When you get to high school, you are taught that drugs are ”bad”. The teachers show you pictures and tell you the horror stories about drugs, but at that age, you can never really believe that something which looks like a sugar pill can wreak all that damage and the stories never really quench any curiosity.
The kids at my high school, and others, started experimenting with drugs about the age of 16, when most of us were in year 9. It was mainly cannabis that they would smoke after school and it was usually the ”cool” kids.
But in years 10 and up, the appeal of drugs widened. Whole groups of friends were made around the rave culture and moved towards harder drug experimentation.
Raving is where large groups of young adults of varying ages would dance to electronic beats while ”pinging”. The locations of these raves were often released the same day they occurred to avoid detection.
These kids would practice their rave moves in their lunch break and were very open about what they did if you asked. Other groups would experiment at parties or within their group of friends.
High school is very much a time of social experimentation and drugs seemed to become an integral component of the high school experience for some people. The criminalisation of drugs means experimentation can be harder and riskier. Often kids won’t know what they are taking or can take very dangerous risks in mixing their drugs. If something goes wrong, the fear of their parents, of the police and what they might do, often stops them from calling an ambulance. It was understood that you didn’t call an ambulance if something went wrong.
I personally have never taken any drugs besides alcohol for my own reasons. People often don’t believe me, and whenever I decline an offer of drugs it can be met with incredulity.
My friends have shielded me from a lot of the social stigma that is attached to being ”anti-drugs” as I came to that resolution quite early in my high school years. Some people will want an explanation, while others may just write you off. I have always been very curious about drugs and a lot of my closest friends have experimented a lot with different kinds of drugs.
At my year 12 formal I found myself the only sober and drug-free individual in my group of friends. They had all taken a pill halfway through the night and had a connection that I was never going to be able to replicate. They had done something dangerous together, bonded and experienced the same trip.
At university, it became more common to experiment with drugs or smoke pot with everyone upstairs at a party or, for a lot of people in hospitality, just to get through the night at work. There was still the criminal risk associated with it, which could give them a permanent criminal record and devastate their future job prospects, depending on what they wanted to do. But everyone else was doing it, so it didn’t seem to matter so much.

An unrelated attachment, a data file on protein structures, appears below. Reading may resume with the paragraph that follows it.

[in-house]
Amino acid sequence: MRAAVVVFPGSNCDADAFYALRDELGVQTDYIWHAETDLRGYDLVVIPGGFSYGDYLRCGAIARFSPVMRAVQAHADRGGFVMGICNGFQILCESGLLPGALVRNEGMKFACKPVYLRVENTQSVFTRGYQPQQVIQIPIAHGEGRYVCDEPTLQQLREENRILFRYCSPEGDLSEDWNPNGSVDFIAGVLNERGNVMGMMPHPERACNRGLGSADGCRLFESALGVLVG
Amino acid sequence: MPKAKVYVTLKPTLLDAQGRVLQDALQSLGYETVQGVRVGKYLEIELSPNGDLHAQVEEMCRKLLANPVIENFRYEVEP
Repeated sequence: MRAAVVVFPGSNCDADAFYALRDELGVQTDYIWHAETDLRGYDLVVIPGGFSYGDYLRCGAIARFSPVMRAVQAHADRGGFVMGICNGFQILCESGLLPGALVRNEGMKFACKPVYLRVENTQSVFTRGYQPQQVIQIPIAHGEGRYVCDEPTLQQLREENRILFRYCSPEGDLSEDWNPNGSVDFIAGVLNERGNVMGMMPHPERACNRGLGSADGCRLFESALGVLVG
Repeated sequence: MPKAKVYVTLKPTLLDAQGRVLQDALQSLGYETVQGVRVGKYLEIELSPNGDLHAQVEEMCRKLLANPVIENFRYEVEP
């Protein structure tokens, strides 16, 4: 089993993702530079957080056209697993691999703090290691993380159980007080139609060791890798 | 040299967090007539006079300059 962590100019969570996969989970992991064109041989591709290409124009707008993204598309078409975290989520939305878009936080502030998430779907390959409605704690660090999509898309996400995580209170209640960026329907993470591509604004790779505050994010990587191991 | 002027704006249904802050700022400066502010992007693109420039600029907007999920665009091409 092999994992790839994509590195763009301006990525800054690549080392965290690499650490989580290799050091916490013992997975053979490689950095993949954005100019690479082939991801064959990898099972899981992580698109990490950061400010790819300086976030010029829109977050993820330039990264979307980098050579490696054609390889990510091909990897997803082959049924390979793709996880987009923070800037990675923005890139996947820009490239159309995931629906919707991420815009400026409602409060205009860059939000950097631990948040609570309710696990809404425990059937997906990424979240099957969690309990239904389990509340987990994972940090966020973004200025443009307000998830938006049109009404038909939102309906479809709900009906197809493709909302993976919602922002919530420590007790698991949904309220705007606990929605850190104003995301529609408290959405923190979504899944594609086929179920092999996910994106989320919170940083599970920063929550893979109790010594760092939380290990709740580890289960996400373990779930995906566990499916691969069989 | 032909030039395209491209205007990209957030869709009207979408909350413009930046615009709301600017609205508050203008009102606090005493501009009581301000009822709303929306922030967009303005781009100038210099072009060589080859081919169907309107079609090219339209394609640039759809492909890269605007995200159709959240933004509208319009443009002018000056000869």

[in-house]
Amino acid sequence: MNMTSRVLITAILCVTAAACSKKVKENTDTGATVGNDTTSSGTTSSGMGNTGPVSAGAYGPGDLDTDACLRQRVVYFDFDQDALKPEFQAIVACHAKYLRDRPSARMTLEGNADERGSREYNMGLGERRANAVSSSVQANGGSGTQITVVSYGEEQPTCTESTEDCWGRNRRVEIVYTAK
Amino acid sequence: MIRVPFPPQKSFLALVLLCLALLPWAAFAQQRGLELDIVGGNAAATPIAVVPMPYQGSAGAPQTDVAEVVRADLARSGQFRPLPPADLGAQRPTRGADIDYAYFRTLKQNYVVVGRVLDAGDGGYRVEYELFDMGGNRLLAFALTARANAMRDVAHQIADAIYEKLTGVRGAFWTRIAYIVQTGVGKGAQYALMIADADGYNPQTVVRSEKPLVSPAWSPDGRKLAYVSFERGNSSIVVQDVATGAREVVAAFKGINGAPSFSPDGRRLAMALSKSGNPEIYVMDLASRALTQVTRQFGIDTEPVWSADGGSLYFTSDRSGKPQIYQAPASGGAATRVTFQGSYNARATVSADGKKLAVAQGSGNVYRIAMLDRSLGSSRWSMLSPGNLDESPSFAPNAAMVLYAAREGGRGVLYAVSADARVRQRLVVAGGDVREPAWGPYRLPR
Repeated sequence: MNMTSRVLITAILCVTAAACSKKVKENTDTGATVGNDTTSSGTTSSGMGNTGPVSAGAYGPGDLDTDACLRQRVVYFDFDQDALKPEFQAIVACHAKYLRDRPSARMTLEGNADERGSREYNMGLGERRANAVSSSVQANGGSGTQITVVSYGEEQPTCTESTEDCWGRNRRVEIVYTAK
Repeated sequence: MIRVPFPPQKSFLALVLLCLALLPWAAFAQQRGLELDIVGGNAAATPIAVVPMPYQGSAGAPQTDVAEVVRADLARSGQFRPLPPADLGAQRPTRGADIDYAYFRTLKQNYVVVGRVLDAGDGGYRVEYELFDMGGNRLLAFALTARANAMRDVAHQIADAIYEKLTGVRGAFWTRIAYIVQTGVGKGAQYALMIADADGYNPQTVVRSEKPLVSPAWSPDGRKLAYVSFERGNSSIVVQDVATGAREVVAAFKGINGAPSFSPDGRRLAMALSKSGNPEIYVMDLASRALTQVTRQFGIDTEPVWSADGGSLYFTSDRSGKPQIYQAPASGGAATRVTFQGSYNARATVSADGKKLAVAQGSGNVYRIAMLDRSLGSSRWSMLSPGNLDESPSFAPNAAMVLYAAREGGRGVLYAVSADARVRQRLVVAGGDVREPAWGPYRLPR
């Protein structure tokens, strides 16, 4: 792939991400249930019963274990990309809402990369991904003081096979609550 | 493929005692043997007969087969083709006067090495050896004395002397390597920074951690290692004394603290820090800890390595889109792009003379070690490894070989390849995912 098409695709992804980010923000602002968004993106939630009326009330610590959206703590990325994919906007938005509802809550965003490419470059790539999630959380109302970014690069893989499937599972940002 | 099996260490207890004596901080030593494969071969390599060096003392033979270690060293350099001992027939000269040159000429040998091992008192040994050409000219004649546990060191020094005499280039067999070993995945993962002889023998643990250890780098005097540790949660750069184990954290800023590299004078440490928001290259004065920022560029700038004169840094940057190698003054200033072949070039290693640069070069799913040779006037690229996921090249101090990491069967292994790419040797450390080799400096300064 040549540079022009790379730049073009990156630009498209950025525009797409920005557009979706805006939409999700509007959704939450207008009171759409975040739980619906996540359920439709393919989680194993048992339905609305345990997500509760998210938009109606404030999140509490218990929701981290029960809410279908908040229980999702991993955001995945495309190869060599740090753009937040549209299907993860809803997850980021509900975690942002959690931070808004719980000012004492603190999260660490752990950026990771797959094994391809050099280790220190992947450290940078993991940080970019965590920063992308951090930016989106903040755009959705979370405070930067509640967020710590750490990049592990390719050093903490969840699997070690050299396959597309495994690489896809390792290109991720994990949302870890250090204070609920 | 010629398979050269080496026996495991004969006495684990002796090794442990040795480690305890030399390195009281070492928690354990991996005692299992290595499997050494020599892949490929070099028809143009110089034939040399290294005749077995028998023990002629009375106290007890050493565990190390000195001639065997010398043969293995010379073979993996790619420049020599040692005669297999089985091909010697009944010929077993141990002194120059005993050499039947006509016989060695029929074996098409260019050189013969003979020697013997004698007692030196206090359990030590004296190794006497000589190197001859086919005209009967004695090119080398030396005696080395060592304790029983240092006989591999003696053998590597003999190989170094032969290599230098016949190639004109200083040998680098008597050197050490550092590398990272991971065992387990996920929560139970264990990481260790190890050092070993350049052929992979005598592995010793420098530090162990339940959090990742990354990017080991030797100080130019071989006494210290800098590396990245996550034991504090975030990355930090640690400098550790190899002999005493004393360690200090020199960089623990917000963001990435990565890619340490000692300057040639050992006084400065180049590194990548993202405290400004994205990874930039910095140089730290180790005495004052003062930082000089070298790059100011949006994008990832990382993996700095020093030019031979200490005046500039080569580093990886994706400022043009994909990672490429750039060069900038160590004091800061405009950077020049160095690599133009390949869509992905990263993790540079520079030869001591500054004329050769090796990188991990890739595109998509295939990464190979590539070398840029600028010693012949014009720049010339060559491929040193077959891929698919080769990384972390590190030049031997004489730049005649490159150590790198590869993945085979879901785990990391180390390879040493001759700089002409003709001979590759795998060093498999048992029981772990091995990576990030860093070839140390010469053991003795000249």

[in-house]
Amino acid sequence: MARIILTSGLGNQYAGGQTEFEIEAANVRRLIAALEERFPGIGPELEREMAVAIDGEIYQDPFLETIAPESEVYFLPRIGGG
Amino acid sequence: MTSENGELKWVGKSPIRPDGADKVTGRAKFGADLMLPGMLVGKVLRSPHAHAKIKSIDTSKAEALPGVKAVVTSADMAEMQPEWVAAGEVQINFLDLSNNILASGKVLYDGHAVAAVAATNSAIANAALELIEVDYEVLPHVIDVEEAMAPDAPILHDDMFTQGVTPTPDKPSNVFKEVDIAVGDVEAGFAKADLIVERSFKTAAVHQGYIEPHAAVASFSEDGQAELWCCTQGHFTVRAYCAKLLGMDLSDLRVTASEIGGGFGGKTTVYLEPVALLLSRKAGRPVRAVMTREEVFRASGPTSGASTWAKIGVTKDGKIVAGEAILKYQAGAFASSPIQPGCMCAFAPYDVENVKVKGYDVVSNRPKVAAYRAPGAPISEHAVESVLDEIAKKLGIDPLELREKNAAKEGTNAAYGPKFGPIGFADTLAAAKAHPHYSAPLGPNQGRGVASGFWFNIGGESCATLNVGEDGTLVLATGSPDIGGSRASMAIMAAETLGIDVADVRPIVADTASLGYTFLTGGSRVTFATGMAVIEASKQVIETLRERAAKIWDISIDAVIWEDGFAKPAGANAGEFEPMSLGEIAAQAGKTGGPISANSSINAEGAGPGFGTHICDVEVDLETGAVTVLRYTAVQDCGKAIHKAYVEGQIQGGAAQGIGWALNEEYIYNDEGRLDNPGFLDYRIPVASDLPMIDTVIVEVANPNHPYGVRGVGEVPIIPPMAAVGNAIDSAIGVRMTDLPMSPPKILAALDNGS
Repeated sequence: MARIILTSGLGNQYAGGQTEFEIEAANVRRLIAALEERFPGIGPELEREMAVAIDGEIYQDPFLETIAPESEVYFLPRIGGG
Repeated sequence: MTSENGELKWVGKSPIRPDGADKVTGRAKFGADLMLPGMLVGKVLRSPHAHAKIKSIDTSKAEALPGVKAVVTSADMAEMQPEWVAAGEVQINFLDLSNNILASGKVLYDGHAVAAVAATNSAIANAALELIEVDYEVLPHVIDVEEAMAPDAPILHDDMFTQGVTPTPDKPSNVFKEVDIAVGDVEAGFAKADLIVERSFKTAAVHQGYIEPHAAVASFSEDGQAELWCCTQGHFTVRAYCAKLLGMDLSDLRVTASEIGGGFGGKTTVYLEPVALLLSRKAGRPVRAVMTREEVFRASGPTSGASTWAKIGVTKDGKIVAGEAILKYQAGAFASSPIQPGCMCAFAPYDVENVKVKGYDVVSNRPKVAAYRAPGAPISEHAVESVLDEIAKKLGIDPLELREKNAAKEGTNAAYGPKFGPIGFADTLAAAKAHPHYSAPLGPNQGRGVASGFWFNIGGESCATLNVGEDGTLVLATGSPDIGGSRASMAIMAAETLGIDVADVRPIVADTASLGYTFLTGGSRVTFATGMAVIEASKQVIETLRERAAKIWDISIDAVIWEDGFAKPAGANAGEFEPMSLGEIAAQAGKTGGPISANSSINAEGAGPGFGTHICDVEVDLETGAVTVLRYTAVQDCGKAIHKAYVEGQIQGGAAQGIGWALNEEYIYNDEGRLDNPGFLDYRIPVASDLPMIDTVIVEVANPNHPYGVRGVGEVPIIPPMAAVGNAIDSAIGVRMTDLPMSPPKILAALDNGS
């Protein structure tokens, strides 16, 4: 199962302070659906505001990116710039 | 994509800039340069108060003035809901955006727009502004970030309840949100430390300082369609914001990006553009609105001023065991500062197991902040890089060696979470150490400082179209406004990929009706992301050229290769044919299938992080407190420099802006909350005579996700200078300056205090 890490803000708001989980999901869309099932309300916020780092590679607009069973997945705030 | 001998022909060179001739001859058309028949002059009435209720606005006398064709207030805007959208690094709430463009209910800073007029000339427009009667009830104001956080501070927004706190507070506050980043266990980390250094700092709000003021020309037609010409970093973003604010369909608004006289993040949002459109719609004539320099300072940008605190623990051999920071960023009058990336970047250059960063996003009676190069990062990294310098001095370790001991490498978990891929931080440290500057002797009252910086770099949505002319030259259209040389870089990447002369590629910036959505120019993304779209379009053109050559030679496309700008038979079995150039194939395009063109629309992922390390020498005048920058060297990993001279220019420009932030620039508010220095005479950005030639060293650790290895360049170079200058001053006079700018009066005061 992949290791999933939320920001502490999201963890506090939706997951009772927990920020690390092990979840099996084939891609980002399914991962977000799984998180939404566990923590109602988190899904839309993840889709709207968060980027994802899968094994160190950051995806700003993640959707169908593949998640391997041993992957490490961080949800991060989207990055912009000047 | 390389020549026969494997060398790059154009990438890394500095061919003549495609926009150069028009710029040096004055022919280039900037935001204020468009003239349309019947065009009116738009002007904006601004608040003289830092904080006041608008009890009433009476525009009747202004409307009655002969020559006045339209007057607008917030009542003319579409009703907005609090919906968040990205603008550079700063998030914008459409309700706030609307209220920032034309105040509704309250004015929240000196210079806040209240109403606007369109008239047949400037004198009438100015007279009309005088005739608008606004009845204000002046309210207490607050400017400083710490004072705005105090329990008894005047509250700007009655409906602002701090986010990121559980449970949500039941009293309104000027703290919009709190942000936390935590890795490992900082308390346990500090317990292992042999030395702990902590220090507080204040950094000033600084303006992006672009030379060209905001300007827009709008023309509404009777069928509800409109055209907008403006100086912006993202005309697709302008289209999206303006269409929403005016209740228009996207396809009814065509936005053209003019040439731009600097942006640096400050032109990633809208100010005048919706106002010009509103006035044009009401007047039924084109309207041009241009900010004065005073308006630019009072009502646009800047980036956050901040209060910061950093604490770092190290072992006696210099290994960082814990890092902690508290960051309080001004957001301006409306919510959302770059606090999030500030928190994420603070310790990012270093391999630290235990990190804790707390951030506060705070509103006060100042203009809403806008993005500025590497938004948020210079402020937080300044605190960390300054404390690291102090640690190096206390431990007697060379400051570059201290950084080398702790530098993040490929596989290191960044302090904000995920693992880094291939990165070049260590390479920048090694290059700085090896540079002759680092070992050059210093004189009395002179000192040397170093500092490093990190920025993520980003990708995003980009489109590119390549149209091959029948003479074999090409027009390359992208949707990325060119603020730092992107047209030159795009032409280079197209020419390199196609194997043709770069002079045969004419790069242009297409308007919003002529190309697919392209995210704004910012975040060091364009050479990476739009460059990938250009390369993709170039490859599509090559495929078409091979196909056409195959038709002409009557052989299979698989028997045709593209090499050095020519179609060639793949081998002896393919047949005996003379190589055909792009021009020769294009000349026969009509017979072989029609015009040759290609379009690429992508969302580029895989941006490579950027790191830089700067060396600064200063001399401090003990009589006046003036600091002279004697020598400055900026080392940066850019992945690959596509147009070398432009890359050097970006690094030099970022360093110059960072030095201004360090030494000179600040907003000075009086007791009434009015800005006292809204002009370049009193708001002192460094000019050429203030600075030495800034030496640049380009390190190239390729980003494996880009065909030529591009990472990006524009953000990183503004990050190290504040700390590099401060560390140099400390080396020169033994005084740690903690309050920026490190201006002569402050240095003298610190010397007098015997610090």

Drugs have become so normalised in today’s youth culture the penalties just don’t matter as much. Not only that, but the subcultures with the highest rates of drug consumption – raves, clubs, music festivals and hospitality – have the police almost turning a blind eye to small rates of drug consumption because it is already so common. Prohibition is not working.
In Portugal, drugs were decriminalised in 2001. Today there is a bulk of evidence pointing to Portugal as a leader in drug reform. Not only have rates of drug use declined in almost every measured category, but Portugal also has the least amount of drug use when compared with the EU countries with more stringent criminalisation measures.
A prominent white paper by Glenn Greenwald on the Portugal decriminalisation also documented an absolute decrease in prevalence rates of drug use in the 15 to 19 age group, a milestone for youth health. The evidence in Portugal shows decriminalisation would save the Australian government upward of $2 billion on police, judicial, legal and corrective expenditure, and also decrease the harm that is happening to the young people in Australia.
Our drug policy is a public health issue. It is criminalising kids and endangering the health and safety of the youth of today. My experience has shown me drugs aren’t going away. It has shown me prohibition has failed.
Australia needs to look for a better way of dealing with drug use than turning a blind eye or punishing those who fall prey to the allure of the promise of happiness in a pill. Portugal’s decriminalisation demonstrates there is a viable alternative that we should be seriously considering.
Vivienne Moxham-Hall is completing a master’s of health policy at the University of Sydney. She participated in the Australia21 roundtable and will be part of a public forum hosted by the Sydney Morning Herald and Sydney Ideas tonight.
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